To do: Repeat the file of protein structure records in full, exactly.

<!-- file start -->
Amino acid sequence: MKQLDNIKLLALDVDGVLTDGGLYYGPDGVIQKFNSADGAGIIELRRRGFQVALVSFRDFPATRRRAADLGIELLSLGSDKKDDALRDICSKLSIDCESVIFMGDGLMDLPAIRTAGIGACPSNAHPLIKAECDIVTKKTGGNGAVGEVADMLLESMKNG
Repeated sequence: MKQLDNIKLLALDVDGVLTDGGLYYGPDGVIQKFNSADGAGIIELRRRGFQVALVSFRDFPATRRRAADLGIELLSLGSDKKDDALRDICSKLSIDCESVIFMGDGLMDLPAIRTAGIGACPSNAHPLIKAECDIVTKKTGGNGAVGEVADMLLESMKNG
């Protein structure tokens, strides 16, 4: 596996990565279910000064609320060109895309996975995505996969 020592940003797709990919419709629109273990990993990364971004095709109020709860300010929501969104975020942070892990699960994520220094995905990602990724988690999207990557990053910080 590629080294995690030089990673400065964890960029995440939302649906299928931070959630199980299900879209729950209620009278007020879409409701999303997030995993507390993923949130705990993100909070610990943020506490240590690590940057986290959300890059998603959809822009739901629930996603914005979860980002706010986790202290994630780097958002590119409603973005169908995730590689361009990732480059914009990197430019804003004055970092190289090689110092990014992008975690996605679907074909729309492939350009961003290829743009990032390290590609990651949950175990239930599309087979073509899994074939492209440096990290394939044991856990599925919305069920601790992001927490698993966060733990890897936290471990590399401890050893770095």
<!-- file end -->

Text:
Amino acid sequence: MKQLDNIKLLALDVDGVLTDGGLYYGPDGVIQKFNSADGAGIIELRRRGFQVALVSFRDFPATRRRAADLGIELLSLGSDKKDDALRDICSKLSIDCESVIFMGDGLMDLPAIRTAGIGACPSNAHPLIKAECDIVTKKTGGNGAVGEVADMLLESMKNG
Repeated sequence: MKQLDNIKLLALDVDGVLTDGGLYYGPDGVIQKFNSADGAGIIELRRRGFQVALVSFRDFPATRRRAADLGIELLSLGSDKKDDALRDICSKLSIDCESVIFMGDGLMDLPAIRTAGIGACPSNAHPLIKAECDIVTKKTGGNGAVGEVADMLLESMKNG
């Protein structure tokens, strides 16, 4: 596996990565279910000064609320060109895309996975995505996969 020592940003797709990919419709629109273990990993990364971004095709109020709860300010929501969104975020942070892990699960994520220094995905990602990724988690999207990557990053910080 590629080294995690030089990673400065964890960029995440939302649906299928931070959630199980299900879209729950209620009278007020879409409701999303997030995993507390993923949130705990993100909070610990943020506490240590690590940057986290959300890059998603959809822009739901629930996603914005979860980002706010986790202290994630780097958002590119409603973005169908995730590689361009990732480059914009990197430019804003004055970092190289090689110092990014992008975690996605679907074909729309492939350009961003290829743009990032390290590609990651949950175990239930599309087979073509899994074939492209440096990290394939044991856990599925919305069920601790992001927490698993966060733990890897936290471990590399401890050893770095």